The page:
Fiona Phillips has opened up about living with Alzheimer's disease after she publicly revealed in July that she was suffering from the condition.
The 62-year-old former GMTV presenter has now spoken in greater detail about her symptoms of the disease and how it is something that runs in her family.
Speaking to The Mirror, Phillips said: "I am just carrying on as much as I can. It’s when I talk about it that I can’t quite believe I’m talking about myself – I’m used to talking about it in relation to my mum and my dad having it… my whole family have been slaughtered by it."
Phillips also spoke about the ways in which the disease has affected her – mainly memory loss – where she "kept having moment" where she forgot words.
She added: "It doesn’t happen all the time… just occasionally. And that’s just not me at all.
"I can normally talk until next Christmas. It is just weird when it happens because I’m thinking, 'why has my mouth stopped and I’m still thinking about the sentence'. It’s really weird."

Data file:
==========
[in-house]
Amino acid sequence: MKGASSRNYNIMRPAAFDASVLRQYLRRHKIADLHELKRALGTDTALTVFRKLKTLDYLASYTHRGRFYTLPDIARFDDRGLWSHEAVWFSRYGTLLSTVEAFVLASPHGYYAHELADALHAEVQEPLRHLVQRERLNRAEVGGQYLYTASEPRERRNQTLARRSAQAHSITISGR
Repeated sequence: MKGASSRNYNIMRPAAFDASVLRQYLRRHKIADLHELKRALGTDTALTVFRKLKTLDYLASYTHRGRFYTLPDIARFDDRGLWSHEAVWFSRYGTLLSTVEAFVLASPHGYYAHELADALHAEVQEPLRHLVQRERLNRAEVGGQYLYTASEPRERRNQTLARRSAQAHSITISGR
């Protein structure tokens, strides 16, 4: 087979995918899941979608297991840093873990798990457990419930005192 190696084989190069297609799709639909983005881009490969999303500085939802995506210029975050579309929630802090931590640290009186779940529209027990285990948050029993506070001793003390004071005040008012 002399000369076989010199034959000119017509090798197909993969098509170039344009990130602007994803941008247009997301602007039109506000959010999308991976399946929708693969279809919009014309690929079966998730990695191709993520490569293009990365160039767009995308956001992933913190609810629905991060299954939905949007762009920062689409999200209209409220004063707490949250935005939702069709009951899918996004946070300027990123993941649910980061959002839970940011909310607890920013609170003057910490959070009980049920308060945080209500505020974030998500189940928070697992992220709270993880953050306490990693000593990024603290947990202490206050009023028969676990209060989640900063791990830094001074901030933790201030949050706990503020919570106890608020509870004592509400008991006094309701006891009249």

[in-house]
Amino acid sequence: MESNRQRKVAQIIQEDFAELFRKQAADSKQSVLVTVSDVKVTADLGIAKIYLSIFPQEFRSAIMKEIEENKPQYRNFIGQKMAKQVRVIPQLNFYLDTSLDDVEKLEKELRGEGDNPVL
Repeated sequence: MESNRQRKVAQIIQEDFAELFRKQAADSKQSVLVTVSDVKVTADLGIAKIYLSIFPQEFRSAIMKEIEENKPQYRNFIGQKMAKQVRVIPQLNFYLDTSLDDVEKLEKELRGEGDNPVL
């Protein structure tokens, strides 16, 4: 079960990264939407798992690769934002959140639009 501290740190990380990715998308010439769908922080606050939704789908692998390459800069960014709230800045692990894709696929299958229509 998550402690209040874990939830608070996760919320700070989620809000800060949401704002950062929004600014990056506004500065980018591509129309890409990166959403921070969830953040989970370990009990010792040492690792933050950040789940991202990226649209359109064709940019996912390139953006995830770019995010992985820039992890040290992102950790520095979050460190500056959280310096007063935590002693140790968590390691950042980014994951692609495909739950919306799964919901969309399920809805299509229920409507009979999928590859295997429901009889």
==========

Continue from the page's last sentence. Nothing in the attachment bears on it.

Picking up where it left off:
Phillips was initially diagnosed after going to the doctor following months of brain fog and anxiety, and is currently a participant in a trial to find a cure for the disease.
As part of the trial, Phillips is injected three times a day by her husband who is her primary carer. Phillips is married to Martin Frizell who is the current editor of This Morning and has overseen the show's controversial year with the departure of Phillip Schofield.
Alzheimer's is a degenerative disease that progressively worsens and is the main cause of dementia. Its most common early symptoms are difficulty in remembering recent events which often progress to disorientation, language problems, mood swings and behaviour issues. It is not known what causes Alzheimer's.
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